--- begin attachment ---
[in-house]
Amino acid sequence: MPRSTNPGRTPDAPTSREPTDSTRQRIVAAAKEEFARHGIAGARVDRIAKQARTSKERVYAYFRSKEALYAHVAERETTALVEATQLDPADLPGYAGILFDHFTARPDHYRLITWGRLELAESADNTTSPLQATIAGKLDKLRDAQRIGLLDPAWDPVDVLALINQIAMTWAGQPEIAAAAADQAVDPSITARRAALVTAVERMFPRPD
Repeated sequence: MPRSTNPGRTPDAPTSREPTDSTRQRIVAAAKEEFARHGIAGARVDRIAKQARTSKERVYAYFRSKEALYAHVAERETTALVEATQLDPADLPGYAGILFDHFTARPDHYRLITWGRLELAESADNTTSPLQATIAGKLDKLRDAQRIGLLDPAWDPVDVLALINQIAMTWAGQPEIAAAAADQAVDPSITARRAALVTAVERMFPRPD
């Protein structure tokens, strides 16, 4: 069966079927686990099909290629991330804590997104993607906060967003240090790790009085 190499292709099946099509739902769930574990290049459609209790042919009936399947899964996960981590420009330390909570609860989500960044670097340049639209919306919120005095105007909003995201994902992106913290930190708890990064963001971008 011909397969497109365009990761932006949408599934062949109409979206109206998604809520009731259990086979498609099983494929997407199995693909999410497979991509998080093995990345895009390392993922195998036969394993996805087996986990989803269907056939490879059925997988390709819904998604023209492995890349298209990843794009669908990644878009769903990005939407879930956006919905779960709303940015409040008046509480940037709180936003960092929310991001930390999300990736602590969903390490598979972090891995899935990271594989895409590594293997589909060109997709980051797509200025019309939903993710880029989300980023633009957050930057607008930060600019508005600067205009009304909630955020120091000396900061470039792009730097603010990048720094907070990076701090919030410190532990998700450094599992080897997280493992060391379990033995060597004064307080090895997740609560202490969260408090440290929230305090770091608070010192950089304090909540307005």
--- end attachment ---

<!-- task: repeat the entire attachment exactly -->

[in-house]
Amino acid sequence: MPRSTNPGRTPDAPTSREPTDSTRQRIVAAAKEEFARHGIAGARVDRIAKQARTSKERVYAYFRSKEALYAHVAERETTALVEATQLDPADLPGYAGILFDHFTARPDHYRLITWGRLELAESADNTTSPLQATIAGKLDKLRDAQRIGLLDPAWDPVDVLALINQIAMTWAGQPEIAAAAADQAVDPSITARRAALVTAVERMFPRPD
Repeated sequence: MPRSTNPGRTPDAPTSREPTDSTRQRIVAAAKEEFARHGIAGARVDRIAKQARTSKERVYAYFRSKEALYAHVAERETTALVEATQLDPADLPGYAGILFDHFTARPDHYRLITWGRLELAESADNTTSPLQATIAGKLDKLRDAQRIGLLDPAWDPVDVLALINQIAMTWAGQPEIAAAAADQAVDPSITARRAALVTAVERMFPRPD
């Protein structure tokens, strides 16, 4: 069966079927686990099909290629991330804590997104993607906060967003240090790790009085 190499292709099946099509739902769930574990290049459609209790042919009936399947899964996960981590420009330390909570609860989500960044670097340049639209919306919120005095105007909003995201994902992106913290930190708890990064963001971008 011909397969497109365009990761932006949408599934062949109409979206109206998604809520009731259990086979498609099983494929997407199995693909999410497979991509998080093995990345895009390392993922195998036969394993996805087996986990989803269907056939490879059925997988390709819904998604023209492995890349298209990843794009669908990644878009769903990005939407879930956006919905779960709303940015409040008046509480940037709180936003960092929310991001930390999300990736602590969903390490598979972090891995899935990271594989895409590594293997589909060109997709980051797509200025019309939903993710880029989300980023633009957050930057607008930060600019508005600067205009009304909630955020120091000396900061470039792009730097603010990048720094907070990076701090919030410190532990998700450094599992080897997280493992060391379990033995060597004064307080090895997740609560202490969260408090440290929230305090770091608070010192950089304090909540307005």